Trans men challenge the false sex/gender relationship by showing that maleness/masculinity can be achieved regardless of assigned gender, but the fundamental differences between men and women are still maintained. The process through which trans men reach their desired gender destination is undoubtedly more difficult than a cis man’s, but the destination is more or less the same and thus has equally harmful potentials to subjugate women and uphold hegemonic masculinity.
Making one’s gender visible requires adherence to normative conceptions of attitudes and activities appropriate for one’s gender. In trans communities, this often appears in the emphasis placed on “passing.” In the context of gender, passing refers to an individual’s ability to be read and treated as a cis person of their respective gender. Cis people and cisnormative conceptions of gender serve as the marker of “passability” and following these standards can be important for personal comfort and avoidance of misgendering and others forms of violence.
Entire websites, blog posts and YouTube videos are dedicated to collecting tips that make “passing” as male more seamless. There are the less harmful tips, such as going to a barber instead of a salon or using a binder to conceal one’s chest which generally promote self-comfort and confidence. However, there are also really problematic tips, usually shared by white trans men who posit achieving hegemonic masculinity as the ultimate goal for trans men. “Man 101: The Brutally Honest FTM guide” is a Tumblr blog dedicated to “…point[ing] out common mistakes that can lead one to being misgendered and giving advice on how to look as biologically male as possible.”
In a post titled, “Why You don’t Pass. Part I,” three tips are provided in order to override “…a lot of common stupid traits that trans men have.” On the third tip labeled “lose the girly voice,” the blogger expresses annoyance at trans men who are hurt by being misgendered, yet have a “feminine” voice. After the tirade, they write:
Again there is nothing wrong with being a man who’s effeminate, but saying “psh”, “like”, huffing and rolling your eyes whenever something discomforts you is NOT helping you pass. This can all be put aside as the standards for masculinity vary per person, I respect that. However, this is for people who want to pass as a man. You are still an individual and there is no pressure to be macho or anything, it may not be who you are. However, when you’re pre-transition and sound feminine, people will figure you’re a female. You can’t expect them to think otherwise.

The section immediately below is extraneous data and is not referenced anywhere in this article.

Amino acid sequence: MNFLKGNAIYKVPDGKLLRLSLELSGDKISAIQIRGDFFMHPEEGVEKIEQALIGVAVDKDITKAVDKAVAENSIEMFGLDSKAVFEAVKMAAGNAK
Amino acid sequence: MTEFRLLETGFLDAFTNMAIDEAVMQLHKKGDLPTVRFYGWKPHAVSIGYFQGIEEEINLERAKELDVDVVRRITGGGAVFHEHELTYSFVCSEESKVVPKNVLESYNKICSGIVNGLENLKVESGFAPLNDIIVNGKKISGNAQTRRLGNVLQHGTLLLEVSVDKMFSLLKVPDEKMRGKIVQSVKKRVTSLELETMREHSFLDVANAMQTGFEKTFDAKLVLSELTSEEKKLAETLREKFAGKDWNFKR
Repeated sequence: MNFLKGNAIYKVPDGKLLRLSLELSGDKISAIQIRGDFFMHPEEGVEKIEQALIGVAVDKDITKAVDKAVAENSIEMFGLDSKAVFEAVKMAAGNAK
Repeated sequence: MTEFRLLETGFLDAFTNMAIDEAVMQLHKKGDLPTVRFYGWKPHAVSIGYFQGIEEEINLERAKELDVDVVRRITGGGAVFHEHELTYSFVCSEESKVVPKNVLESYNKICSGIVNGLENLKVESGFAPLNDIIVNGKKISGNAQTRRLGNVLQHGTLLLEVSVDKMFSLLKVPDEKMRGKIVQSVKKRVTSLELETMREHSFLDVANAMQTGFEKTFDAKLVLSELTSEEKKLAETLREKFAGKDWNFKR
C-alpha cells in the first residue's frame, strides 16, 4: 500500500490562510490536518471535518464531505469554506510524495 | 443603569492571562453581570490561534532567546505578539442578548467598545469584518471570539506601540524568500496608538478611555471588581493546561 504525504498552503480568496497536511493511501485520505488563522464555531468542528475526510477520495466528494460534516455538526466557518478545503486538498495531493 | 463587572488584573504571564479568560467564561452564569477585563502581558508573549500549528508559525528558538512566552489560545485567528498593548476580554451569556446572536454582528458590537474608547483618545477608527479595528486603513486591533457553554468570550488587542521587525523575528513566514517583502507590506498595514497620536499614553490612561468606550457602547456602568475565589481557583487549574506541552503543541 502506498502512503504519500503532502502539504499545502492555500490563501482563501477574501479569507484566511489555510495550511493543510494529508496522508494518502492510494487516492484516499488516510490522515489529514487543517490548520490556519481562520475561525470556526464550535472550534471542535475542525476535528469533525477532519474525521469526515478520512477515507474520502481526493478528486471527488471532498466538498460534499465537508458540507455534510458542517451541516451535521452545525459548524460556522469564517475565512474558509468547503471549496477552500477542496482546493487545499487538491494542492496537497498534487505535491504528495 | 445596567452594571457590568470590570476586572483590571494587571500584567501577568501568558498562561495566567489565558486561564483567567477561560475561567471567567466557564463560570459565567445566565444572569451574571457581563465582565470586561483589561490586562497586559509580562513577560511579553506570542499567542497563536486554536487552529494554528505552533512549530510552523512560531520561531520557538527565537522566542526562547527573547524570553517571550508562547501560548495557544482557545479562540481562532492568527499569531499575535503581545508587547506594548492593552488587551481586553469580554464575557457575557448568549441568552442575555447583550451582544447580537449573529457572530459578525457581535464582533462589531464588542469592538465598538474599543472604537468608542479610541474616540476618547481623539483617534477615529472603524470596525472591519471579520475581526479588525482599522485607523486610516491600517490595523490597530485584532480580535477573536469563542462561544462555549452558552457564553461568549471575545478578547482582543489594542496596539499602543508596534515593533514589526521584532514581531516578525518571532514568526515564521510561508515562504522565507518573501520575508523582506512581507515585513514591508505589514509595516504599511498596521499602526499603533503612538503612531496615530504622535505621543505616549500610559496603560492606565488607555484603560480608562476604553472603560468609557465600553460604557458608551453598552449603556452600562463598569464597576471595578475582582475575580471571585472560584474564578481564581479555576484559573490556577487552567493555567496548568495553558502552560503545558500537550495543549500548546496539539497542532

While puberty does usher in a voice drop for people assigned male at birth (amab), there are also elements of adult voices that are produced through the ways we are socialized. Assigning a gender to a voice typically relies on a combination of elements, including pitch, vocal inflection, and volume, all of which are controlled for people assigned female at birth (afab) whose voices are disciplined to be softer, less demanding and more polite. Rather than understanding voice as a product of socialization, vocal differences between genders is naturalized as an innately different characteristic between women and men which can only be altered hormonally. This again basis vocal differences between genders in biological matters and necessitates testosterone to be able to pass, creating a narrow margin of what it means to be a man. Considering the costs of testosterone, only certain types of trans men are then able to achieve this respectable level of passability. For trans men who do not have access to clinics offering hormone replacement therapy (hrt), can’t afford hormones, don’t have insurance or are unable to physically transition for fear of losing their jobs, passing is not always possible or a priority. Already, trans men of color and working-class trans men who are less likely to have access to these resources are weeded out from the realm of passability, and thus the social capital that white trans men are able to cash in on.